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Are You Ready for the OSHA Requirments?

OSHA Requirements Dust Hole

Dust is the Enemy

OSHA has mandated an 80% reduction in jobsite exposure limits for silica dust by September 23, 2017. These tougher standards are designed to keep workers safe and will require new dust containment practices on jobsites. Drilling and installing anchors into concrete and concrete block just got a bit more complicated.

Key Silica Dust Exposure Provisions per OSHA

  • Reduces the permissible exposure limit (PEL) for respirable crystalline silica to 50 micrograms per cubic meter of air, averaged over an 8-hour shift.
  • Requires employers to use engineering controls (such as water or ventilation) to limit worker exposure to the PEL; provide respirators when engineering controls cannot adequately limit exposure; limit worker access to high-exposure areas; develop a written exposure control plan; offer medical exams to highly exposed workers; and train workers on silica risks and how to limit exposures.
  • Medical exams to monitor highly exposed workers and gives them information about their lung health.
  • Provides flexibility to help employers — especially small businesses — protect workers from silica.
Download OSHA's Silica Construction Regulations Download Spanish Regulations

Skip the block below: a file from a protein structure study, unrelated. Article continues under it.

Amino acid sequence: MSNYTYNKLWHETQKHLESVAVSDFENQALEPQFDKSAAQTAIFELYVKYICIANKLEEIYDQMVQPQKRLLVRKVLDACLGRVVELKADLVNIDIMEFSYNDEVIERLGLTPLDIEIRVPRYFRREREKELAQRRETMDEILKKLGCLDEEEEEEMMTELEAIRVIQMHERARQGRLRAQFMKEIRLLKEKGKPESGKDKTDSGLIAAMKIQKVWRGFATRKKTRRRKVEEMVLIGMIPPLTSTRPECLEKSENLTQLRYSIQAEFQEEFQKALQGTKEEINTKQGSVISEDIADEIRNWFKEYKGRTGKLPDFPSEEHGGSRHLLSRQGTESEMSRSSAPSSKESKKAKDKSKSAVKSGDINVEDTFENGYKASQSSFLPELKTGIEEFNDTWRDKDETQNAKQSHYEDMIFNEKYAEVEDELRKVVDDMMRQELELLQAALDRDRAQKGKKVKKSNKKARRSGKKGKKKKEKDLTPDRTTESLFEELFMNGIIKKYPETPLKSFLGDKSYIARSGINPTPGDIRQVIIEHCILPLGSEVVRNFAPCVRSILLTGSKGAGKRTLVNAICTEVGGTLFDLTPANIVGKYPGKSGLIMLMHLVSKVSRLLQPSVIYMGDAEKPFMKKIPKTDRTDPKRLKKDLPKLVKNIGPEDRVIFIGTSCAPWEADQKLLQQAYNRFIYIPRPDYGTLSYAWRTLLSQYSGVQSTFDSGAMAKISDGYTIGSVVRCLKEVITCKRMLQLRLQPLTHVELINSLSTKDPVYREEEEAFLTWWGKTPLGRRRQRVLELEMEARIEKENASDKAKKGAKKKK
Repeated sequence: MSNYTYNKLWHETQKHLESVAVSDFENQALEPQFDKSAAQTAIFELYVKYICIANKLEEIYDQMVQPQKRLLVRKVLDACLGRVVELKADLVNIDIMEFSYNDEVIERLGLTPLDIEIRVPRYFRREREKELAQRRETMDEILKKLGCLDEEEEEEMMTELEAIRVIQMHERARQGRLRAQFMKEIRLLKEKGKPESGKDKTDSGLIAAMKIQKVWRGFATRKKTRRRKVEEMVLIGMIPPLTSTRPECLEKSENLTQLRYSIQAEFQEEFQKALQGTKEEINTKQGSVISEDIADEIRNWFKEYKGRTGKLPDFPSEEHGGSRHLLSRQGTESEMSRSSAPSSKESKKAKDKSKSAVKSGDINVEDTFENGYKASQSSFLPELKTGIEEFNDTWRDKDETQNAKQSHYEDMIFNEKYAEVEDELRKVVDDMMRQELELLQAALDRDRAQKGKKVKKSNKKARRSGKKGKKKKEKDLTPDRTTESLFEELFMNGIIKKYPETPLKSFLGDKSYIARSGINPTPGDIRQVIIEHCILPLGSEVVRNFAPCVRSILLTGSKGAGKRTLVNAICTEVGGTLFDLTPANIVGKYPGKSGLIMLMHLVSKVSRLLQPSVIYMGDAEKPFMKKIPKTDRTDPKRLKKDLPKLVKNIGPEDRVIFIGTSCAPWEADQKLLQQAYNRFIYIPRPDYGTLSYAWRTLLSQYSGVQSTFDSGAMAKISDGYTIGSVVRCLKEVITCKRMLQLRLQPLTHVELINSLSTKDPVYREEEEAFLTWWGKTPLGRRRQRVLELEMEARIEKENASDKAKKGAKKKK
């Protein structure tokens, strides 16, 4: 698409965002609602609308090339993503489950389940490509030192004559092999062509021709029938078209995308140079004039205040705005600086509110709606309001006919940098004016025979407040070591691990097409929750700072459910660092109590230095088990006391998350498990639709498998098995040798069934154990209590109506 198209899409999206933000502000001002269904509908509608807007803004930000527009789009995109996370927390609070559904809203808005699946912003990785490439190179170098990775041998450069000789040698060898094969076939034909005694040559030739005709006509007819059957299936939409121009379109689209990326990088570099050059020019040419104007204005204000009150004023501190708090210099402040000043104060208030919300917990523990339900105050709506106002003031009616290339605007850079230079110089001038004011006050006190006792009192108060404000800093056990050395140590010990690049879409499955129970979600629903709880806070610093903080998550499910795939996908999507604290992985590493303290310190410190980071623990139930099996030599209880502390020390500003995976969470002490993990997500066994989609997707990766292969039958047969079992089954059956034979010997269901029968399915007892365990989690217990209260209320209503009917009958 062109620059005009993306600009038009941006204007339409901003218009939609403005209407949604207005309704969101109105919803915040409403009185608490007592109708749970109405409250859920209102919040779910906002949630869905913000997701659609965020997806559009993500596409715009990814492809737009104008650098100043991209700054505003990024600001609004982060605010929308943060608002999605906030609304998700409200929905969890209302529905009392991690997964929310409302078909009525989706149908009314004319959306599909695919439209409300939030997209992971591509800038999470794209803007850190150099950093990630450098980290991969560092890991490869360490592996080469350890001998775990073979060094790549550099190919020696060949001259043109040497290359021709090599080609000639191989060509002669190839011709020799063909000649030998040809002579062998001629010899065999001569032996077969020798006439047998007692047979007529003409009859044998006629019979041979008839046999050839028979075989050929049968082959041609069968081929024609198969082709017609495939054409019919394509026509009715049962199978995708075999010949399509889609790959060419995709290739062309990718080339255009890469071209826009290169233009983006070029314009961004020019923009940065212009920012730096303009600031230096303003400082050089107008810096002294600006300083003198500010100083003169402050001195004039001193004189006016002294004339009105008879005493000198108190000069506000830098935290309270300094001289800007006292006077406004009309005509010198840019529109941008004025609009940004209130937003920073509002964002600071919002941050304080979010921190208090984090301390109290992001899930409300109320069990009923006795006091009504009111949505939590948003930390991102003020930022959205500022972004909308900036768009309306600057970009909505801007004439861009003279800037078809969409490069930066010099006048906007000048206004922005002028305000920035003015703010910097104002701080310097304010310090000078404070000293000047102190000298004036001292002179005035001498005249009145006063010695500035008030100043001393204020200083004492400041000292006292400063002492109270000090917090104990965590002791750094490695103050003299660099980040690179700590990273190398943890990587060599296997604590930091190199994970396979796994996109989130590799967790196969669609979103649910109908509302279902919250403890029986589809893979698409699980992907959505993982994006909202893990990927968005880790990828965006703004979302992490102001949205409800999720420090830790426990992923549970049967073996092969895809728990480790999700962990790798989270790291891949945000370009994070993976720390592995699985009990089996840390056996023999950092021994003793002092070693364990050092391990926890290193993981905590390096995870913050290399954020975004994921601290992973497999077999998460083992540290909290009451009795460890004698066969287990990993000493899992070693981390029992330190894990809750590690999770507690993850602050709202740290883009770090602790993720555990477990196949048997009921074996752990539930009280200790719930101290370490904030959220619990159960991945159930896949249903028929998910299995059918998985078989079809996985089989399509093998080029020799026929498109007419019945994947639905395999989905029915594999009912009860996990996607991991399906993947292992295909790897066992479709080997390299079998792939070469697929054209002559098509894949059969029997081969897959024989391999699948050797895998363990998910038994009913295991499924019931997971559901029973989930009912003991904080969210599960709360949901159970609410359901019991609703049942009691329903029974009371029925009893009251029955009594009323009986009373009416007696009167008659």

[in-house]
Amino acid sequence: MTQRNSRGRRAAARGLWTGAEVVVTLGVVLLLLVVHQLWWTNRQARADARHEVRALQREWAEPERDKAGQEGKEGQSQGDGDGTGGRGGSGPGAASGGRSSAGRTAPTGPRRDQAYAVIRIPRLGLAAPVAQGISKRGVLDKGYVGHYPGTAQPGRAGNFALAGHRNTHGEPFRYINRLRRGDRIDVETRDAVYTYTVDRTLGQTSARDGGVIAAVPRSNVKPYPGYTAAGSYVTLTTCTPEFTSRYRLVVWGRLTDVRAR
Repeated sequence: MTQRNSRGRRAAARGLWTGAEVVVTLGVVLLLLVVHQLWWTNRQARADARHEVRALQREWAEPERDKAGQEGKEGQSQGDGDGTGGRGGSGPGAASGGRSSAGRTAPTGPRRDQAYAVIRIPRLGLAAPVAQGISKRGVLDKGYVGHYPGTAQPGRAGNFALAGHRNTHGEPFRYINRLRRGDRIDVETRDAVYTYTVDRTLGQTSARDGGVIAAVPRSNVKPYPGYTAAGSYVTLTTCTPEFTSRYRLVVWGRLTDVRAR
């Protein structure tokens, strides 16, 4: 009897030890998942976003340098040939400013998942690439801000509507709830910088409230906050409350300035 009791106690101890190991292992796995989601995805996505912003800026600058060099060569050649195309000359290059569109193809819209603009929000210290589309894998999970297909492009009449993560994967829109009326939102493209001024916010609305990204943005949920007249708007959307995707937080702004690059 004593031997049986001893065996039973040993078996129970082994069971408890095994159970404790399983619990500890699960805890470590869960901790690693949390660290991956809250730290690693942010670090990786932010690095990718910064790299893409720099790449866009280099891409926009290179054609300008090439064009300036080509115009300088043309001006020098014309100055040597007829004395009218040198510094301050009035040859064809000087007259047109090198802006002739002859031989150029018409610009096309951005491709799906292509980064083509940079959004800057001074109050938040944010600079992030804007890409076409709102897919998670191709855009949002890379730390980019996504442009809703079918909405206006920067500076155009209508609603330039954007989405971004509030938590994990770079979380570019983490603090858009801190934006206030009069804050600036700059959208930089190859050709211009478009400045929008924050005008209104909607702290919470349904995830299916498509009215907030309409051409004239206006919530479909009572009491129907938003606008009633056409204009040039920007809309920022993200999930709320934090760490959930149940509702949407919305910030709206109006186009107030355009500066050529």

OSHA Regulations Deadlines: Construction employers must comply with all requirements of the standard by September 23, 2017.

OSHA Information and Assistance

Additional information on OSHA’s silica rule can be found at www.osha.gov/silica.

OSHA can provide extensive help through a variety of programs, including technical assistance about effective safety and health programs, workplace consultations, and training and education.

OSHA’s On-site Consultation Program offers free and confidential occupational safety and health services to small and medium-sized businesses in all states and several territories across the country, with priority given to high-hazard worksites.

On-site consultation services are separate from enforcement and do not result in penalties or citations. Consultants from state agencies or universities work with employers to identify workplace hazards, provide advice on compliance with OSHA standards, and assist in establishing and improving safety and health management systems.

To locate the OSHA On-site Consultation Program nearest you, call 1-800-321-OSHA (6742) or visit www.osha.gov/dcsp/smallbusiness.

For more information on this and other health-related issues impacting workers, contact your nearest OSHA office, visit www.osha.gov, or call OSHA at 1-800-321-OSHA (6742).

OSHA Resources